It’s time to share that logic.

I’ll be asking these questions – particularly the “How about now? Will you get involved?” question – next week as I go around the neighborhood to ask people to get involved. I am more of an activist now about making our neighborhood a better place to live than ever. It’s time for a change, and people need to either step up, or shut up about the place not being a great place to live. And if you complain without a plan to be part of the solution, you’ll be told the same thing:

Do something about it or get behind someone who is.  Otherwise, lock your doors and hide.

In the meantime, let’s take a moment and drop the excuses  When crimes are being committed, it is NOT  “just kids being kids, they’ll out grow it”.   It’s an opportunity – uncomfortable as it may be – for the police to communicate with the parents that something is wrong, and their parental guidance would benefit the kid greatly. 

This was just exactly one of those kids that several people predicted would “outgrow” being a felonious wall-scribbling dirtbag.  No need to call the cops they said. No big deal, at all.

Now he shoots a 22 year old in the head without warning in daylight, in public, becoming a felonious murder suspect.

So how about now?   Did he outgrow it?

/rant off

No way.  Screw that…

/rant back on

Final note:

Lest I forget, I predict that someone is going to end up blaming this whole neighborhood thing on guns.

So let’s have that discussion, because I know a little about both:

Because never mind the criminal history of a documented underage gang member who could not have possibly purchased a weapon legally, (did you see that?  Those are the BAD gun owners, not those of us who purchase with background checks and in compliance with the law!) or the missed opportunities to catch crime while it’s happening, along with community apathy, or the chances to identify or rehabilitate or educate someone who is committing felonies… all these things failed that are supposed to work in the system.

Do you expect a gun law to do any better?  It won’t.  Because first, you have to have someone “get involved”.  Be willing to be a witness, or testify.  And most people today, it seems, are unwilling.   If you want a problem to solve, solve THAT one FIRST.   They can protect themselves, too, and they have that right.

Don’t you DARE blame the gun, because I’ve also seen the Facebook page these kids in Phoenix locally trade stolen guns for sneakers, sports caps and prescription codeine.   I’ve turned these pages into the PPD on several occasions, and guess what?  They’re busy with other crimes that a single gun transaction on Craigslist doesn’t even register to them, EVEN if it is advertised as STOLEN or modified.  And let’s mention how the Phoenix Mayor and majority of Councilmen just cut the Police Force’s budget AND raises, resulting in LESS HOURS and NO NEW OFFICERS, so those crimes will NEVER be investigated.  There’s just not enough bandwidth.  And none of your new gun laws were going to prevent criminal gang members from stealing and trading guns for shiny new kicks and liquid codeine to get “crunked”.  It happens openly on Craigslist and Facebook.  EVERY DAY.  No, really.  Every. Single. Day.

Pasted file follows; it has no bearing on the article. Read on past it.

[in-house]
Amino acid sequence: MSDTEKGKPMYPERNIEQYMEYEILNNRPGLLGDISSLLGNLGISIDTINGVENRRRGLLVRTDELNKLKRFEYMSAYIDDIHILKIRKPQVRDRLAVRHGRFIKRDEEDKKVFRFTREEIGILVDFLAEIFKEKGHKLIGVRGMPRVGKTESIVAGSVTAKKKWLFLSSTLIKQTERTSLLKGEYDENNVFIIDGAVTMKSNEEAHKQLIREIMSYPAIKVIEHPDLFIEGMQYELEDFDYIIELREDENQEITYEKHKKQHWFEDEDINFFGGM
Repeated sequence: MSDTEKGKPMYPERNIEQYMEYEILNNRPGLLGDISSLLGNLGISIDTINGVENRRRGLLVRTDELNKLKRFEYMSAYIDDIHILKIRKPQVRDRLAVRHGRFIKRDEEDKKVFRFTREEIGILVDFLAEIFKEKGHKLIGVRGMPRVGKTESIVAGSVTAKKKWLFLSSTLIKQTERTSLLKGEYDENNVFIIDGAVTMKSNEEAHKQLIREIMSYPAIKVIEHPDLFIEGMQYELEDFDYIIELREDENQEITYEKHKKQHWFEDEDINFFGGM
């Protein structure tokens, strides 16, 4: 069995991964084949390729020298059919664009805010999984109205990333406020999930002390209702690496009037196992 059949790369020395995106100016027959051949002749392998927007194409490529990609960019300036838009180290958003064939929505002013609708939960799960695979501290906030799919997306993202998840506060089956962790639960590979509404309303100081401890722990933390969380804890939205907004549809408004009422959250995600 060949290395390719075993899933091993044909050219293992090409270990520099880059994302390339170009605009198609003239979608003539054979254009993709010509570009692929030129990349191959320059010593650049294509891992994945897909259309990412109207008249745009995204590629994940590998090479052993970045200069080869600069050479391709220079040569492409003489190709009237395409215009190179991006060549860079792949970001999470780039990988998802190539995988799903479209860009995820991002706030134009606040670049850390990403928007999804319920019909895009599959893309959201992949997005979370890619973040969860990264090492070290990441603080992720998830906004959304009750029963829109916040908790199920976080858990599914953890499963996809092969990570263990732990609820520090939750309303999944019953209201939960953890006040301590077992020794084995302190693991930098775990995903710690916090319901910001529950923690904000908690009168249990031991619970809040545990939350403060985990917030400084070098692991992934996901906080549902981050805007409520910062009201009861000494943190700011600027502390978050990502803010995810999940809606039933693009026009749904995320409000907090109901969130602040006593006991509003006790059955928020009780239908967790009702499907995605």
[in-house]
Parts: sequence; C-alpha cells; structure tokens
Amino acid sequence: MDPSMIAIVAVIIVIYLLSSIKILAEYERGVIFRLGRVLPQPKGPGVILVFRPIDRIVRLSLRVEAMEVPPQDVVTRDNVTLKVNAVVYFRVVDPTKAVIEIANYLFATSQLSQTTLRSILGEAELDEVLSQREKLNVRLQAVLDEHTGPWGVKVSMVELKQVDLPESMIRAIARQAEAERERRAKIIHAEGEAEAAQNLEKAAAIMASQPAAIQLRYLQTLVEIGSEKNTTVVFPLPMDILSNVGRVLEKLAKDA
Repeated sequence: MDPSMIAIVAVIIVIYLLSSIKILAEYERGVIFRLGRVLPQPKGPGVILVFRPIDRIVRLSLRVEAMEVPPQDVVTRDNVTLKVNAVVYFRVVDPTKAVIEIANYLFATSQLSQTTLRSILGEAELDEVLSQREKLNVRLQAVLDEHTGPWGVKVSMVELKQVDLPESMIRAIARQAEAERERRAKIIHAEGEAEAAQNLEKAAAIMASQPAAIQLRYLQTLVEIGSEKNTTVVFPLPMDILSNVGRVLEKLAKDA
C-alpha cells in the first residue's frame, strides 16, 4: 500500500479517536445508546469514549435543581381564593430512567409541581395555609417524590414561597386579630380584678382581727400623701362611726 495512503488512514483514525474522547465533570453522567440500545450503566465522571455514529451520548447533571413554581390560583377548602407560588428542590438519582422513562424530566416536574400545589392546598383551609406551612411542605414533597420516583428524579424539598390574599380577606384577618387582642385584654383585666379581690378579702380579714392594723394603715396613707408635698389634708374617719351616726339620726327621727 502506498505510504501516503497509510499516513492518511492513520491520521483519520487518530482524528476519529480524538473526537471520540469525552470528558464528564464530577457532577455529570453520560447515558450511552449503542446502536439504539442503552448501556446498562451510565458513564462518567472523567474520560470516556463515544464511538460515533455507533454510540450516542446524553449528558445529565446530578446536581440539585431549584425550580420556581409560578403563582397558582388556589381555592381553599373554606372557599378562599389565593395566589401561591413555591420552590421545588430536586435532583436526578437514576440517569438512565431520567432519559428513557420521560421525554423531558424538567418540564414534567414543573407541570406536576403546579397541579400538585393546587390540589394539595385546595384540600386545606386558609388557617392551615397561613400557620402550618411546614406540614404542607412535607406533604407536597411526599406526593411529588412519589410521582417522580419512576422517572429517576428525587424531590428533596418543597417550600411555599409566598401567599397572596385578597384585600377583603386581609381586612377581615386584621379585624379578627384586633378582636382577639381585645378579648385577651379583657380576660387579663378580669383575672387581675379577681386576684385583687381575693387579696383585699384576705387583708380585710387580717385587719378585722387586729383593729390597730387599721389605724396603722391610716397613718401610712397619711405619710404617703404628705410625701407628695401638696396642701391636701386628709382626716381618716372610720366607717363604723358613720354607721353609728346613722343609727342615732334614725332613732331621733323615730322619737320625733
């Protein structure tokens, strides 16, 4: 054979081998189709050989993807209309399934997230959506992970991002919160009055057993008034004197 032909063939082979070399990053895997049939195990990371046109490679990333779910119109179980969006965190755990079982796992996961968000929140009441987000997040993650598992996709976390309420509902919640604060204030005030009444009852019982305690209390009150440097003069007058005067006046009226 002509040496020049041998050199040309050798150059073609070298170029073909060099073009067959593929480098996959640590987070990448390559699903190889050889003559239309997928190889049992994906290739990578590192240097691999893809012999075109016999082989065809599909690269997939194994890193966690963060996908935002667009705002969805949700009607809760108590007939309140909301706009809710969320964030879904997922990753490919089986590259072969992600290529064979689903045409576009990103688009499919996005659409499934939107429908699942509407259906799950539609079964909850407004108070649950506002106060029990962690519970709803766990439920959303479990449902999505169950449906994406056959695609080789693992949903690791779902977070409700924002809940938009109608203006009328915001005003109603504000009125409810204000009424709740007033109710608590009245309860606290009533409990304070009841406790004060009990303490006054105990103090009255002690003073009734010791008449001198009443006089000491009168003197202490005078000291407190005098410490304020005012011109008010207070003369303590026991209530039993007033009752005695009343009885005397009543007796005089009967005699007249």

So even if new laws were added, there’s not enough bandwidth to enforce, stop or even slow the criminal trading online.   Police are only going to look at history of a purchase or an offer online after a murder, only for the purposes of solving that murder, until it is solved.  Then something more important comes by that needs to be investigated and any other information is “unnecessary”, and therefore ignored.

Sorry reality sucks, but that’s how it is.  ANTH’NO’POLOGY.  I’ve had these discussions with several officers, and there’s no solution possible today based on their bandwidth.  Murder is against the law, but as many laws as you write, criminals break them.  Gun laws included.  Nothing would have stopped this.  Not laws, not a ban, not a restriction, and not anything.

Parting thought:

Maybe more crimes could be avoided if criminals get caught because people stepped forward to do what’s “right” instead of what’s “easy” or “convenient”, like ignoring them. 

The gun fired a bullet for one second.  Prior to that, there was at least 4 years that I know of with a failed system protecting a felonious, documented gang criminal and an apathetic public that refused to report his other crimes “because he’s just a kid” and he “might outgrow it”. 

Again, how about now?  Did he outgrow it?

/rant off

–ANP